A Guide To Help You Play Better Jazz Piano

Ron Drotos

History and overview:
This composition is a minor blues, dedicated to bassist Paul Chambers (he’s the “Mr. P.C. of the title). Coltrane recorded the tune with his quartet in 1959. To give you some historical perspective on this, 1959 is the same year that Coltrane recorded the landmark album Kind Of Blue with Miles Davis. The “feel” of the two recordings couldn’t be farther apart!

Recommended videos/recordings:
(for international readers who may not have access to these YouTube links, I’ve indicated the original album names wherever possible so you can listen to them on music streaming services, etc.)

John Coltrane: Giant Steps

Dave Liebman and Wayne Shorter: Tribute To John Coltrane (video)

Richie Beirach on piano

Musical ideas and jazz piano practice tips:
Since the melody and chords to “Mr. P.C.” are pretty simple, the main challenge in playing the tune is that it’s so fast. Rather than shying away from this difficulty, let’s become interested in it. After all, it’s by becoming interested in something that we get the energy and enthusiasm to practice it again and again, with an approach that stays continually fresh over time.

So… let’s begin with a question: “How you we become comfortable improvising at extremely fast tempos?”

This is the kind of question that can lead us to practice in ways that we might not initially think of. One way you can begin is with the traditional approach. Just like with classical piano, you can solo on “Mr. P.C.” slowly and gradually increase the tempo. Set your metronome to 40 beats per minute and improvise a chorus of C minor blues. You’ll find it’s slow enough at that tempo that you can clearly hear each note and you have time to think about what to play next. Then, increase the metronome to quarter note=42 and play another chorus. At some point you’ll hit a “wall” where it becomes difficult to go further. At this point, go a little slower again and increase the tempo over the course of a few days until you can go faster than before. Keep going until you can play it very fast. (This might take you days, weeks, or even months, so be sure to enjoy the process at each step. You’ll be happier that way!)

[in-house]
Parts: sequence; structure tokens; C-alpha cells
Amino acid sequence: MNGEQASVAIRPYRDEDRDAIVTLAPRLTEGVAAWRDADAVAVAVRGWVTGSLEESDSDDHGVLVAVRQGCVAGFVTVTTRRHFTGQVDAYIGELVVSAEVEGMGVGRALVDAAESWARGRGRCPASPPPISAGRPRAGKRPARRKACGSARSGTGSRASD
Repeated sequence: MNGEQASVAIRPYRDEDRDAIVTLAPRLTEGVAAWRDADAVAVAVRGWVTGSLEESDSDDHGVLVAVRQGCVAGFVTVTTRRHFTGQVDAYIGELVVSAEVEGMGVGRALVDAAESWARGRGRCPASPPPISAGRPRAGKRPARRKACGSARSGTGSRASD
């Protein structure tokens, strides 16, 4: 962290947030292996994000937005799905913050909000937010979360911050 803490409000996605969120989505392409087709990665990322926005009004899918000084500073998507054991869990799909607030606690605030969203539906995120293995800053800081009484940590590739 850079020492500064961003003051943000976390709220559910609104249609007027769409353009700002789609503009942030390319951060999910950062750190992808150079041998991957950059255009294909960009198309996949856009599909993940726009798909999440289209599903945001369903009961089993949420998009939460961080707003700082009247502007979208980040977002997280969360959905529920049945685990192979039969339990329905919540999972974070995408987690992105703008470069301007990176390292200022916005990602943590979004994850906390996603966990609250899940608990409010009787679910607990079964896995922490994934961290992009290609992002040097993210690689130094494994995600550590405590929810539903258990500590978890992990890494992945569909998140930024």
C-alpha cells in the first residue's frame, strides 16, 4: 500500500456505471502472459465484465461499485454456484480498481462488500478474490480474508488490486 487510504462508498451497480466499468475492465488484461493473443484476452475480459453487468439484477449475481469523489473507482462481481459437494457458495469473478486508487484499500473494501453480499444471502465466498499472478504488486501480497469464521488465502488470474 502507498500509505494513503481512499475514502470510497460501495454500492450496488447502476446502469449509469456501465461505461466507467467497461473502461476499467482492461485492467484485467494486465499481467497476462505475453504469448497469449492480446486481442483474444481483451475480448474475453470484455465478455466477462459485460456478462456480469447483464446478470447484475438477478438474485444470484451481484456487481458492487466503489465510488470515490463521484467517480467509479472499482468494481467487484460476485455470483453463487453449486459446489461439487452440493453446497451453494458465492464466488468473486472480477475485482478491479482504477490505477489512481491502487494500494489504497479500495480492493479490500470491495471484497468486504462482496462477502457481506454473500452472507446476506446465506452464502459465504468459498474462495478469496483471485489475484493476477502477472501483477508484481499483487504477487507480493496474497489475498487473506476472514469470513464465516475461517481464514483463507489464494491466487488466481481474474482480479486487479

Now, here’s where things get interesting. At some point, you’ll discover that you can’t play the exact same lines at a fast tempo that you can play slowly. And, the swing feel might change a little, with your 8th notes becoming more even as the tempo increases. This is natural and if you listen to fast jazz recordings, like Coltrane’s “Mr. P.C.,” you’ll hear that the 8th notes are generally more even at fast tempos. But the phrases are different too. Ask yourself how they are different. Thinking in terms of gesture and hand motion will help you play at fast tempos, since the tempo moves too fast to follow the same intricate finger movement that are possible at slower speeds. Again, listen to some of your favorite pianists play at different tempos, and see what they do that’s the same, and what do they do that’s different. And, if you find that you don’t enjoy improvising at extremely fast tempos at all, realize that you’re not alone. The great jazz pianists Thelonious Monk and John Lewis didn’t either!

Enjoy the journey, and “let the music flow!”

Further links and resources:
The Best Way To Use The Real Book

Transcription of Tommy Flanagan’s piano solo on “Mr. P.C.”

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